WILLIAM P. LEAR (1902 - 1978)
Audio, automotive and aircraft apparatus
Bill From the 1930s to the 1960s, William Powell Lear earned over 100 patents for groundbreaking electronic devices in three industries, including the first practical automobile radio, the airplane radio-compass and autopilot, and the eight-track tape player.
Born in Hannibal, Missouri in 1902, Lear attended public school in Chicago only through the eighth grade. During World War I, at age 16, he joined the Navy; after the War, he became a pilot. Here, Lear received the training that fueled a lifetime of invention in electronic technology.
At the age of 20, Lear founded Quincy Radio Laboratory, the first of his many companies. In the late 1920s Lear was contracted by Galvin Manufacturing Corporation in Chicago to assist Galvin engineers with a car radio design project. Later, a car radio patent was issued to Lear (U.S. patent 1,944,139). In 1930 Galvin Manufacturing introduced this car radio as the "Motorola." It was one of the first commercially successful car radios, and the first major product for the company that later became Motorola, Inc. Paul V. Galvin created the Motorola brand from "motor" (motorcar) + "ola" (sound).
Meanwhile, Lear turned his attention to airplanes. By the beginning of the Second World War, he had invented the first reliable aeronautical radio compass, as well as the "Learmatic Navigator"—an automatic pilot system, which kept planes on course by locking into whatever radio broadcasts the apparatus picked up.
During World War II, Lear's companies were a major source of the technology that helped make an Allied victory possible. Lear followed up his War effort by perfecting miniature autopilots for fighter jets, and by developing the first fully automatic landing system. This latter invention won Lear the FAA's Collier Trophy, bestowed on him by President Truman (1950). In 1962, after he made possible the first-ever completely automatic blind landings of passenger flights, Lear was also honored by the French Government. In the same year, Lear formed Learjet, which soon became --- as it remains, under different ownership --- the world's foremost supplier of corporate jets.
But Lear moved on to yet another challenge: the perfection of an endless magnetic loop recording and playback system. As early as 1946, Lear had been interested in audio recordings; after experimenting more seriously in the early 1960s, he created the eight-track tape player. Lear's tape contained four stereo "programs," running in parallel on eight "tracks," for the entire length of a single, continuous tape loop. A solenoid coil detected the splice where the loop was closed, and sent a signal to the playback head to shift over to the next pair of tracks at that point. Because Lear's system had thinner tape and compact recording heads, this shifting process could be repeated indefinitely.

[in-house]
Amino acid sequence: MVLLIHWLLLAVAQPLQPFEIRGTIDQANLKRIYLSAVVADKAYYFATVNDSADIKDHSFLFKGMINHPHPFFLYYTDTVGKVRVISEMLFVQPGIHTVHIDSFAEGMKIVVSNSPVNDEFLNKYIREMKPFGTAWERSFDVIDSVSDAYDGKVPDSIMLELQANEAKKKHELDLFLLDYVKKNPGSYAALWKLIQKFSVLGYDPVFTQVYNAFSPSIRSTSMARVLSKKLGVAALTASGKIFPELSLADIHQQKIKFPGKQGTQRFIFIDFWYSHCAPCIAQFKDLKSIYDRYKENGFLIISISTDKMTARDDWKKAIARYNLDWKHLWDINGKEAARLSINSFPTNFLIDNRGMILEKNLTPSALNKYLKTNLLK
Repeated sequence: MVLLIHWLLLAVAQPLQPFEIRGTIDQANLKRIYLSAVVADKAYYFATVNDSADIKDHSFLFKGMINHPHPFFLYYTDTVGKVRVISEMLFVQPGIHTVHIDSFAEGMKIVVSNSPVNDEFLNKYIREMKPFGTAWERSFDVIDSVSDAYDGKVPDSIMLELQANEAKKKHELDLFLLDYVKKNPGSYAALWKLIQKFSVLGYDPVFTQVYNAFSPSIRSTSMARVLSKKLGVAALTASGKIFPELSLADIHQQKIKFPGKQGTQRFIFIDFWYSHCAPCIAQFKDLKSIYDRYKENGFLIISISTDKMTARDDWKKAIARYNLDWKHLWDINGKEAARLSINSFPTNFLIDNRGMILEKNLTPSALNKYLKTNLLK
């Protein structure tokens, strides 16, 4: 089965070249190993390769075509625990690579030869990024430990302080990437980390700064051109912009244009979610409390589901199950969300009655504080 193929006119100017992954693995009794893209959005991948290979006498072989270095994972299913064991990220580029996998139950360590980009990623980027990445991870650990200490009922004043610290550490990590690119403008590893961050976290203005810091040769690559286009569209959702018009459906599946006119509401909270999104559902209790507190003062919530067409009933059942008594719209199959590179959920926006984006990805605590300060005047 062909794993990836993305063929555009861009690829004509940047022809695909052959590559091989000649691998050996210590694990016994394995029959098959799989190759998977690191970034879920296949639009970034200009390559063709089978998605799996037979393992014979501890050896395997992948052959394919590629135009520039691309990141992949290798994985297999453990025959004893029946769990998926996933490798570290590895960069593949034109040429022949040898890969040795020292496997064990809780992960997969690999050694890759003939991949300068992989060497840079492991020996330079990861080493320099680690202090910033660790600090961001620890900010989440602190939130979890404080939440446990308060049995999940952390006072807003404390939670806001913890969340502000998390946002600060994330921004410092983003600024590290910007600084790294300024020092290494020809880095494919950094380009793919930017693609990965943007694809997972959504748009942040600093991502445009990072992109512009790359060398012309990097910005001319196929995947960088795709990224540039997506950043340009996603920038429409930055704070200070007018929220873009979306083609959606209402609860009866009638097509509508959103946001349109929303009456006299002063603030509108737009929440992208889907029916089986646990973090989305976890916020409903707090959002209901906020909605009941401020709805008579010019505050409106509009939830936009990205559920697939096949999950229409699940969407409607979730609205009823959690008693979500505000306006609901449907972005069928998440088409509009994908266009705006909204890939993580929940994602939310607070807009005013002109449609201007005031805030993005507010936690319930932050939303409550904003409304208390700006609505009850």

Lear's system was a great improvement on the esoteric four-track players that already existed; it was also a huge marketing success. From 1965 well into the 1970s, Lear's eight-track players made their way from Lear jets and Ford cars into the homes of virtually every music enthusiast.
Lear's projects in the 1970s included further small-aircraft design, and the search for an antipollutant steam engine. Before and after his death in 1978, Lear earned many other honors, including induction into the International Aerospace Hall of Fame (1981). He also acquired a reputation as an eccentric, since he --- like Samuel Clemens, another native of Hannibal, Missouri --- vividly envisioned time-travel, and even predicted "teleporting" (cf. "beaming" in Star Trek).
Critics should realize that the vision that earned William Lear sneers is the same vision that helped him transform the automotive, aviation and audio industries. If global technology has not advanced as quickly as Lear thought it would, it was through no fault of his own.